Proslide the best option for stand on WB?

Discussion in 'Lawn Mowing' started by lawncuttinfoo, Jan 4, 2006.

  1. lawncuttinfoo

    lawncuttinfoo LawnSite Bronze Member
    Messages: 1,014

    I can see how no flat tires can be a heck of lot less PITA, I'd much rather change the slide plate on my own schedule than fixing a flat during the middle of the day. But, how does the manuverability compare to 1 wheeled sulkies? how about 2 wheled sulkies? just by looking at it it seems the corners will dig into anything but ultra flat ground when doing a "zero turn" with a WB hydro.

    It also looks like the shear size of it requires you to check your clearances on every turn, looking behind and to the sides to make sure you don't chop down the saplings. Where as the wheeled units seem to have all the hardware directly beneath your feet. I have never used any type of stand on unit, but it seems the wheeled ones would make the 180 degree turns a lot better.

    When you step off it to go over pavement or mow steep hills it looks like you need to extend your arms and walk further away from the mower than usual to avoid hitting your shins on the unit. However it looks like a better option compared to the wheeled units that look like you need to lift and clip every time you need them out of the way which I will be doing a lot because of many steep hills on my props.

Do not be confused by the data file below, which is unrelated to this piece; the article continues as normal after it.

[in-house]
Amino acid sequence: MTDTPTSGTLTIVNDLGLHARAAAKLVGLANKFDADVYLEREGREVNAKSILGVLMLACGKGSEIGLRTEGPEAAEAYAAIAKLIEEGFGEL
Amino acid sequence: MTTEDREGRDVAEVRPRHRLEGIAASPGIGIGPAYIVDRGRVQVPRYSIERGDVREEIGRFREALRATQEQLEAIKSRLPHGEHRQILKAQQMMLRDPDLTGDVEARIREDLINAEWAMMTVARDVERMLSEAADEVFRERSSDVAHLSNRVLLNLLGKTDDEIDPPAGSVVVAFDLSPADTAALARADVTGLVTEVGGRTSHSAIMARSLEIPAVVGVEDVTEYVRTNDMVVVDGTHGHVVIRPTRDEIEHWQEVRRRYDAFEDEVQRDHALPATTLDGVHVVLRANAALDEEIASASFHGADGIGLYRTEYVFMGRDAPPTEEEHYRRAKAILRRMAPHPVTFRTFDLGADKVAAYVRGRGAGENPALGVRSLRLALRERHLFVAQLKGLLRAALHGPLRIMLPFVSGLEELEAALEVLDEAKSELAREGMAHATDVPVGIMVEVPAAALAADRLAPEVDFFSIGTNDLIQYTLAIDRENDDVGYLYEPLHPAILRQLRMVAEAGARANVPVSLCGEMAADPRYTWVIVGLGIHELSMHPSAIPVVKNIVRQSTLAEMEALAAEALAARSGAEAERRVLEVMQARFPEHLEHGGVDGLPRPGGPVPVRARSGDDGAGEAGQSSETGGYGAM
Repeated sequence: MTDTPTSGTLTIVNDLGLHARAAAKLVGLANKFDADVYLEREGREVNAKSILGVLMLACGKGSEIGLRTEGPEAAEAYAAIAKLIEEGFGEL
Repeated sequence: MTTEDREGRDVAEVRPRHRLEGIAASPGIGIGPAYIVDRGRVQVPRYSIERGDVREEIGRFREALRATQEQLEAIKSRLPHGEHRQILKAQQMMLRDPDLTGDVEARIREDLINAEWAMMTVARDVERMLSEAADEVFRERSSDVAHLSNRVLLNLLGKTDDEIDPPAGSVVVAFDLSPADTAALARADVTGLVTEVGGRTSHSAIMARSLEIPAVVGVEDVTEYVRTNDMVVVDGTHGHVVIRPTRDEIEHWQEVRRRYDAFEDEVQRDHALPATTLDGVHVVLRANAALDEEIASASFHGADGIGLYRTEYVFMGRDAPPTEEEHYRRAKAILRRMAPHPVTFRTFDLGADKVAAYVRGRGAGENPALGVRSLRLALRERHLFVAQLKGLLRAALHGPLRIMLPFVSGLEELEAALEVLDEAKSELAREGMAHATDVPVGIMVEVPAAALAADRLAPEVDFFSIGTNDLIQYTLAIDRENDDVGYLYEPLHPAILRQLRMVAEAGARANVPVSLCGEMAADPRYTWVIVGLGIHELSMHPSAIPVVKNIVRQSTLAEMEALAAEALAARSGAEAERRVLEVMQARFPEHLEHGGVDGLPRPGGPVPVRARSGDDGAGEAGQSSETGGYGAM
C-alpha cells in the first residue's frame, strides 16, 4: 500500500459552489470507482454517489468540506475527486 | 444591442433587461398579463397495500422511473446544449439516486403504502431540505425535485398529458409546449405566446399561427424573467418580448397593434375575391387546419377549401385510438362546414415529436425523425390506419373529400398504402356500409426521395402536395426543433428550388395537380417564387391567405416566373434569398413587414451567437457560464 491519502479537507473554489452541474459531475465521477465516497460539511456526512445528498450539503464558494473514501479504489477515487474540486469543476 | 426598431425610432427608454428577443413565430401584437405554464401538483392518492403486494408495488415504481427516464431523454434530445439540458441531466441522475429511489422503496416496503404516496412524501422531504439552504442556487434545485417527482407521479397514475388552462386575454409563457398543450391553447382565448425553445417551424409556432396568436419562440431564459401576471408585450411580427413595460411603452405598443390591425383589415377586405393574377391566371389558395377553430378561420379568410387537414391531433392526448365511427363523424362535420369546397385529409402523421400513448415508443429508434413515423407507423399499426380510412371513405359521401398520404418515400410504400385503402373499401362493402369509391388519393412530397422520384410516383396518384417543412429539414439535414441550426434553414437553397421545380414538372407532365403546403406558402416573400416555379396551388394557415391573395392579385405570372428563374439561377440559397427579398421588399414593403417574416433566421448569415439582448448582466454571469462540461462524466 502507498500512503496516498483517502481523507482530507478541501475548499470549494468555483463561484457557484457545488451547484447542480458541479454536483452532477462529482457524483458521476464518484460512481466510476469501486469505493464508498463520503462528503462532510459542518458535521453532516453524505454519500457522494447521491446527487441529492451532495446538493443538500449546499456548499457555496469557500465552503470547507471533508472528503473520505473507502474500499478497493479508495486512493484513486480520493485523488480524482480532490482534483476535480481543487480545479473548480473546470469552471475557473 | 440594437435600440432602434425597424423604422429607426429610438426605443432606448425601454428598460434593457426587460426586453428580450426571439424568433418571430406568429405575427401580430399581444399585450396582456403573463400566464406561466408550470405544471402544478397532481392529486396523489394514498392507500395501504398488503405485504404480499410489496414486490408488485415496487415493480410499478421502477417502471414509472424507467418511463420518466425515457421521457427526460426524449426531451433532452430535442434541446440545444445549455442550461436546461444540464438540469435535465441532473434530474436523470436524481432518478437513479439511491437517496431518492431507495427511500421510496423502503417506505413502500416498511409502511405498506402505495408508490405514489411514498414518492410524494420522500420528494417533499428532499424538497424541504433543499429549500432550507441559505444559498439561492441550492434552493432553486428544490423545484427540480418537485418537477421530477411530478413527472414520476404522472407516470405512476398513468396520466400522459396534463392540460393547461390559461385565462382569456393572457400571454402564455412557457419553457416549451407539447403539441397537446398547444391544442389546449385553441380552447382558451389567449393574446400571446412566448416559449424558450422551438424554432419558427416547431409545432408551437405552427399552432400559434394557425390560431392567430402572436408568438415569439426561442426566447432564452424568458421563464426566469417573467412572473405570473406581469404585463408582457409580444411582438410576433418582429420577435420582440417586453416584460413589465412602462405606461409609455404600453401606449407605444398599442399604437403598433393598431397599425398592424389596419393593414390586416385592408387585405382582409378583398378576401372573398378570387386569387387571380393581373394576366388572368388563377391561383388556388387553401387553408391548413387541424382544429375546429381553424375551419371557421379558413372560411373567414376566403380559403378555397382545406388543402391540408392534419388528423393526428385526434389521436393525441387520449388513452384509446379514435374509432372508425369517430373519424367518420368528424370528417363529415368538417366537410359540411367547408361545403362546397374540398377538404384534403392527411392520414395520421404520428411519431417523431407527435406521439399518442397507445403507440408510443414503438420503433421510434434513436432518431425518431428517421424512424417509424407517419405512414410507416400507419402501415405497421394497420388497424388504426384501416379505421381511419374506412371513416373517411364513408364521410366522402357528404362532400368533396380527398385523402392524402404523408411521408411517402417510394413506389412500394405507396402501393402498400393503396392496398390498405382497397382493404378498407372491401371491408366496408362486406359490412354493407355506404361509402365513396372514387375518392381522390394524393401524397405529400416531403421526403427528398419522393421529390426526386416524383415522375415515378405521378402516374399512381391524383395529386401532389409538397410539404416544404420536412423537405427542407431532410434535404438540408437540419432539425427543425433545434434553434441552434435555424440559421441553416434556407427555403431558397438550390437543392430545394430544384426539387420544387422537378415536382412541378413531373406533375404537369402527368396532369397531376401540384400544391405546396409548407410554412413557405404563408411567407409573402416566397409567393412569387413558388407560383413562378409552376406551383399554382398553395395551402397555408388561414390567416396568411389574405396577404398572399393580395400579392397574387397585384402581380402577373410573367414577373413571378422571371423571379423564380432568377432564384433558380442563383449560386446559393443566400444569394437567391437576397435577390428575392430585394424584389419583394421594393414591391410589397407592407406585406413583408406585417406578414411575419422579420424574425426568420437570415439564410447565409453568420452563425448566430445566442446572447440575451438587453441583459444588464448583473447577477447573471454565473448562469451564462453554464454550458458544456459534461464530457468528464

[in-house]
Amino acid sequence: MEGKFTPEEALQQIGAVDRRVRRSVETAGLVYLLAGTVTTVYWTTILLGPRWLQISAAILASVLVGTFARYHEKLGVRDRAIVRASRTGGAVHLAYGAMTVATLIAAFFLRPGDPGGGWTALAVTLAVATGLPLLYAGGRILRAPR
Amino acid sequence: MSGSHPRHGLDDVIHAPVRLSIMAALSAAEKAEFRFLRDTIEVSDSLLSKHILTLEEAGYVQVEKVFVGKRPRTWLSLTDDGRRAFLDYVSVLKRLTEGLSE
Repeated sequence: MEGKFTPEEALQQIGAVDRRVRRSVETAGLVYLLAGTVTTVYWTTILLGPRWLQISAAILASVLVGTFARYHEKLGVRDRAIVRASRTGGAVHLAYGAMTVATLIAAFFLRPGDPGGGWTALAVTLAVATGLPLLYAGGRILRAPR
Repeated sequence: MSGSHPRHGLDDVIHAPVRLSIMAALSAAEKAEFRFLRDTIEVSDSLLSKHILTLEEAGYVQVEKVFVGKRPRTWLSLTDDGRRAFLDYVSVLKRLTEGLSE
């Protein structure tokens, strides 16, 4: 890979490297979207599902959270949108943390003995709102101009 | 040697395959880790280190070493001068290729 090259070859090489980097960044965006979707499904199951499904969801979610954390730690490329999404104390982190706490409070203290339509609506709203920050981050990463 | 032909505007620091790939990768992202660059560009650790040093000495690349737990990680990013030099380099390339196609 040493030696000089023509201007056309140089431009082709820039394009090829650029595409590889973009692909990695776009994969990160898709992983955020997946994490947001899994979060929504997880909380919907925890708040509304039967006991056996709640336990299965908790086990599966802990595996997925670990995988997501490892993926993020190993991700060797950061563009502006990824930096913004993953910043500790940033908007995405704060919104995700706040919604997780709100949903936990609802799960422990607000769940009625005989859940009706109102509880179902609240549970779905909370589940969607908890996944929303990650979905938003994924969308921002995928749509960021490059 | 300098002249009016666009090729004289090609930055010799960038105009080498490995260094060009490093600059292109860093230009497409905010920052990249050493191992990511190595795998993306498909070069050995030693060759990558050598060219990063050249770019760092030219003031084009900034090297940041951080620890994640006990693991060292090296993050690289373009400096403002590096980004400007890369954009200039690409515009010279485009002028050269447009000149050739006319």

I really need some type of stand on unit for next year, and I don't really care about the price as long as it is the easiest to use. So, is the Proslide the best option for stand on WB?
  2. nobagger

    nobagger LawnSite Gold Member
    from Pa
    Messages: 3,065